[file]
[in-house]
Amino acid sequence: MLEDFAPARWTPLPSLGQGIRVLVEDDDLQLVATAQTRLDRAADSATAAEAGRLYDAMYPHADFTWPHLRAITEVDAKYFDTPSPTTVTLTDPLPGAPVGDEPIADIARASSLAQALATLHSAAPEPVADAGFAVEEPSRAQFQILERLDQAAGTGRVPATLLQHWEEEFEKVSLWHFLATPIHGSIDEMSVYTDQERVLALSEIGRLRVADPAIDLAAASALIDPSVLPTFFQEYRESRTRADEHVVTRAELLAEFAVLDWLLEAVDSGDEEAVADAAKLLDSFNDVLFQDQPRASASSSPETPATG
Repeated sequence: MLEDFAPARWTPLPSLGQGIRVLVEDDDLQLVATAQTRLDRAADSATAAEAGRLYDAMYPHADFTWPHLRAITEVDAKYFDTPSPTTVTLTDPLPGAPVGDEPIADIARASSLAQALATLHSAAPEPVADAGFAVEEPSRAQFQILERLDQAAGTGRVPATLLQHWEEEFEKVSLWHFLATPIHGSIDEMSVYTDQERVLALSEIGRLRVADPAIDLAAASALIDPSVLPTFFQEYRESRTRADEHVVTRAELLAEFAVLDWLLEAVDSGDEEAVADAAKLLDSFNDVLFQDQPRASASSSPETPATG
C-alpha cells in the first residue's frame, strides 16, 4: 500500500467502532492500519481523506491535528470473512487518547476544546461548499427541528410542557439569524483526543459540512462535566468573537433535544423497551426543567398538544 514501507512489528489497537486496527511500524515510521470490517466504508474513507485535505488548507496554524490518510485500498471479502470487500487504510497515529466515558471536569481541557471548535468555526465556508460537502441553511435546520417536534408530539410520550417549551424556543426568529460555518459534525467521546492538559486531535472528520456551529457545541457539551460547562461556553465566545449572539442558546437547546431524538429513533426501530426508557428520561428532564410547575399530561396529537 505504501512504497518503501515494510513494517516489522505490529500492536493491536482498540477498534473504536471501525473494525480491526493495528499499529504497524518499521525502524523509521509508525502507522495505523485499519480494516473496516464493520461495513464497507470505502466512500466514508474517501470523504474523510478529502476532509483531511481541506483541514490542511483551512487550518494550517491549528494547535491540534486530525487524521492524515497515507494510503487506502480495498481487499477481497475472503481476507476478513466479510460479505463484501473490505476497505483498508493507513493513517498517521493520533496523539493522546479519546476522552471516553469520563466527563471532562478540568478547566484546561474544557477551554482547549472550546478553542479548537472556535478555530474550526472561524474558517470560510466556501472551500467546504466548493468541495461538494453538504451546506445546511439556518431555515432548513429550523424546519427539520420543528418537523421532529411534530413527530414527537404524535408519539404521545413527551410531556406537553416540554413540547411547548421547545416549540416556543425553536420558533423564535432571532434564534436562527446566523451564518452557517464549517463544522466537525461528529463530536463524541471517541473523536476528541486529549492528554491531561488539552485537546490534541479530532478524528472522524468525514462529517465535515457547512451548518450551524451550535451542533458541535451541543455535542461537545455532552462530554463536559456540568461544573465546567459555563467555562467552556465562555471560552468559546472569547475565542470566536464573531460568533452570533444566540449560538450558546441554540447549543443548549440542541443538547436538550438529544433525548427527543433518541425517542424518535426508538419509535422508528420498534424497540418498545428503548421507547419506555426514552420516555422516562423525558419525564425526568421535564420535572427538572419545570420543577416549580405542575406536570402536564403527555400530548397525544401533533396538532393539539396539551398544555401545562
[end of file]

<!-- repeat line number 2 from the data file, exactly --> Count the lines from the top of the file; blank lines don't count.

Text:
Amino acid sequence: MLEDFAPARWTPLPSLGQGIRVLVEDDDLQLVATAQTRLDRAADSATAAEAGRLYDAMYPHADFTWPHLRAITEVDAKYFDTPSPTTVTLTDPLPGAPVGDEPIADIARASSLAQALATLHSAAPEPVADAGFAVEEPSRAQFQILERLDQAAGTGRVPATLLQHWEEEFEKVSLWHFLATPIHGSIDEMSVYTDQERVLALSEIGRLRVADPAIDLAAASALIDPSVLPTFFQEYRESRTRADEHVVTRAELLAEFAVLDWLLEAVDSGDEEAVADAAKLLDSFNDVLFQDQPRASASSSPETPATG